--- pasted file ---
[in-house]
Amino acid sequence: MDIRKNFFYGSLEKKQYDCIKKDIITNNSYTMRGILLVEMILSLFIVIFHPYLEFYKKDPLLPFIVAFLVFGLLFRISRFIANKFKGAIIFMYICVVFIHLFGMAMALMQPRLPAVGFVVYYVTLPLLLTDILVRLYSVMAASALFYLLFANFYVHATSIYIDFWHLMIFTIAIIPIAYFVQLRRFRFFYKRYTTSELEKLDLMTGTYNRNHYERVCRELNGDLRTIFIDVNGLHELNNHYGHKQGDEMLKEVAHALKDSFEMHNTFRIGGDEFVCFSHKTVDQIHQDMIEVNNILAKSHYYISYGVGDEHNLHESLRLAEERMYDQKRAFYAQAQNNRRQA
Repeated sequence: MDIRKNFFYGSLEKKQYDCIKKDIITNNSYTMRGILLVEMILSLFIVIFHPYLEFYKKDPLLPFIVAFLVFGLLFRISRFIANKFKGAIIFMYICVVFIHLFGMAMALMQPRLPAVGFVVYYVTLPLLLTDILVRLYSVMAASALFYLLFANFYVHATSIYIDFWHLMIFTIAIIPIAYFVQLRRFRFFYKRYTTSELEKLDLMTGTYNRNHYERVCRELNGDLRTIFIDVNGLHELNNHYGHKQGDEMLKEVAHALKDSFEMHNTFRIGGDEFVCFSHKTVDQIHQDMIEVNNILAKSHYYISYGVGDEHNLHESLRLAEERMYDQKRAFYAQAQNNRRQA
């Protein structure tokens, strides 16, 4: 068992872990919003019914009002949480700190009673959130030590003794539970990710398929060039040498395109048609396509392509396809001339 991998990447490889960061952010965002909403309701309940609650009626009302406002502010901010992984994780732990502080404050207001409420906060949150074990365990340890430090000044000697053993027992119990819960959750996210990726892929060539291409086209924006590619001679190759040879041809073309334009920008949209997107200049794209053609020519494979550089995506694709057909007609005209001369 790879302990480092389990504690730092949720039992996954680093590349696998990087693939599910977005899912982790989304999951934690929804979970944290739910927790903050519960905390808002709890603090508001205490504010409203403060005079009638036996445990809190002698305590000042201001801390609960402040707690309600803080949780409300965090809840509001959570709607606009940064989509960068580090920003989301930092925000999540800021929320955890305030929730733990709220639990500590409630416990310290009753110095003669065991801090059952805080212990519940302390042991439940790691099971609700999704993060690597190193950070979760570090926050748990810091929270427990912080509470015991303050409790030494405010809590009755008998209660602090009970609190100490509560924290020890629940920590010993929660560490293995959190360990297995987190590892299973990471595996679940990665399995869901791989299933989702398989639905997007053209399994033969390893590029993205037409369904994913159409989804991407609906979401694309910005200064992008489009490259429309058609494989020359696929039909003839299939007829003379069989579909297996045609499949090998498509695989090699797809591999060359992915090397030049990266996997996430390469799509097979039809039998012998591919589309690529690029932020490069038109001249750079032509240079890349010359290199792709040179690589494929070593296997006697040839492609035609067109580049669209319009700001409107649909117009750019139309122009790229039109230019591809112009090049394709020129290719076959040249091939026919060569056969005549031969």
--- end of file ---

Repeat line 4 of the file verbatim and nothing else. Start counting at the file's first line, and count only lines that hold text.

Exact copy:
């Protein structure tokens, strides 16, 4: 068992872990919003019914009002949480700190009673959130030590003794539970990710398929060039040498395109048609396509392509396809001339 991998990447490889960061952010965002909403309701309940609650009626009302406002502010901010992984994780732990502080404050207001409420906060949150074990365990340890430090000044000697053993027992119990819960959750996210990726892929060539291409086209924006590619001679190759040879041809073309334009920008949209997107200049794209053609020519494979550089995506694709057909007609005209001369 790879302990480092389990504690730092949720039992996954680093590349696998990087693939599910977005899912982790989304999951934690929804979970944290739910927790903050519960905390808002709890603090508001205490504010409203403060005079009638036996445990809190002698305590000042201001801390609960402040707690309600803080949780409300965090809840509001959570709607606009940064989509960068580090920003989301930092925000999540800021929320955890305030929730733990709220639990500590409630416990310290009753110095003669065991801090059952805080212990519940302390042991439940790691099971609700999704993060690597190193950070979760570090926050748990810091929270427990912080509470015991303050409790030494405010809590009755008998209660602090009970609190100490509560924290020890629940920590010993929660560490293995959190360990297995987190590892299973990471595996679940990665399995869901791989299933989702398989639905997007053209399994033969390893590029993205037409369904994913159409989804991407609906979401694309910005200064992008489009490259429309058609494989020359696929039909003839299939007829003379069989579909297996045609499949090998498509695989090699797809591999060359992915090397030049990266996997996430390469799509097979039809039998012998591919589309690529690029932020490069038109001249750079032509240079890349010359290199792709040179690589494929070593296997006697040839492609035609067109580049669209319009700001409107649909117009750019139309122009790229039109230019591809112009090049394709020129290719076959040249091939026919060569056969005549031969």